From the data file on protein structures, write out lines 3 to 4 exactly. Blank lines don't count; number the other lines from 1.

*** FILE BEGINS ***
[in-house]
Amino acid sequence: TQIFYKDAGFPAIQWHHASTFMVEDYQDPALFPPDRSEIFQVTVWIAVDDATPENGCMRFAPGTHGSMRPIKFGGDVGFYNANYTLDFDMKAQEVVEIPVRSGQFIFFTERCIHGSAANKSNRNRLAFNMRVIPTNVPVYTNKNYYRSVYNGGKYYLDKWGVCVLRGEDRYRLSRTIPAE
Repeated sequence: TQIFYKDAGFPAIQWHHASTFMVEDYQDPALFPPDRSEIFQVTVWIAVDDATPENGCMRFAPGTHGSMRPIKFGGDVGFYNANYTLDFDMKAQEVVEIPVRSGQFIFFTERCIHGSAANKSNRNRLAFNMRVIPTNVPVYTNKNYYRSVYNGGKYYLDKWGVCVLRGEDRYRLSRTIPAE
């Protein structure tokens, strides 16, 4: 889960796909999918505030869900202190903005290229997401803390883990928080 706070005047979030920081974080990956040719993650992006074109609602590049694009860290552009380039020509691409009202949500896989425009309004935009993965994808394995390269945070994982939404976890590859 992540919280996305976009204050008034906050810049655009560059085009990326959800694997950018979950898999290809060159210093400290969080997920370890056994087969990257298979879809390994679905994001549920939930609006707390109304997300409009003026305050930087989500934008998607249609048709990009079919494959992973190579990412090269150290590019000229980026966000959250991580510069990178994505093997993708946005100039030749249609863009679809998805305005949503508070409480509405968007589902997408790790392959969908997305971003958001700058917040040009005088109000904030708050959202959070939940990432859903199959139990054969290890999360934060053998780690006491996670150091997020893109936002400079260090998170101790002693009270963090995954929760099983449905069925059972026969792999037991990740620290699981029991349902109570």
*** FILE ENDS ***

Repeated sequence: TQIFYKDAGFPAIQWHHASTFMVEDYQDPALFPPDRSEIFQVTVWIAVDDATPENGCMRFAPGTHGSMRPIKFGGDVGFYNANYTLDFDMKAQEVVEIPVRSGQFIFFTERCIHGSAANKSNRNRLAFNMRVIPTNVPVYTNKNYYRSVYNGGKYYLDKWGVCVLRGEDRYRLSRTIPAE
């Protein structure tokens, strides 16, 4: 889960796909999918505030869900202190903005290229997401803390883990928080 706070005047979030920081974080990956040719993650992006074109609602590049694009860290552009380039020509691409009202949500896989425009309004935009993965994808394995390269945070994982939404976890590859 992540919280996305976009204050008034906050810049655009560059085009990326959800694997950018979950898999290809060159210093400290969080997920370890056994087969990257298979879809390994679905994001549920939930609006707390109304997300409009003026305050930087989500934008998607249609048709990009079919494959992973190579990412090269150290590019000229980026966000959250991580510069990178994505093997993708946005100039030749249609863009679809998805305005949503508070409480509405968007589902997408790790392959969908997305971003958001700058917040040009005088109000904030708050959202959070939940990432859903199959139990054969290890999360934060053998780690006491996670150091997020893109936002400079260090998170101790002693009270963090995954929760099983449905069925059972026969792999037991990740620290699981029991349902109570």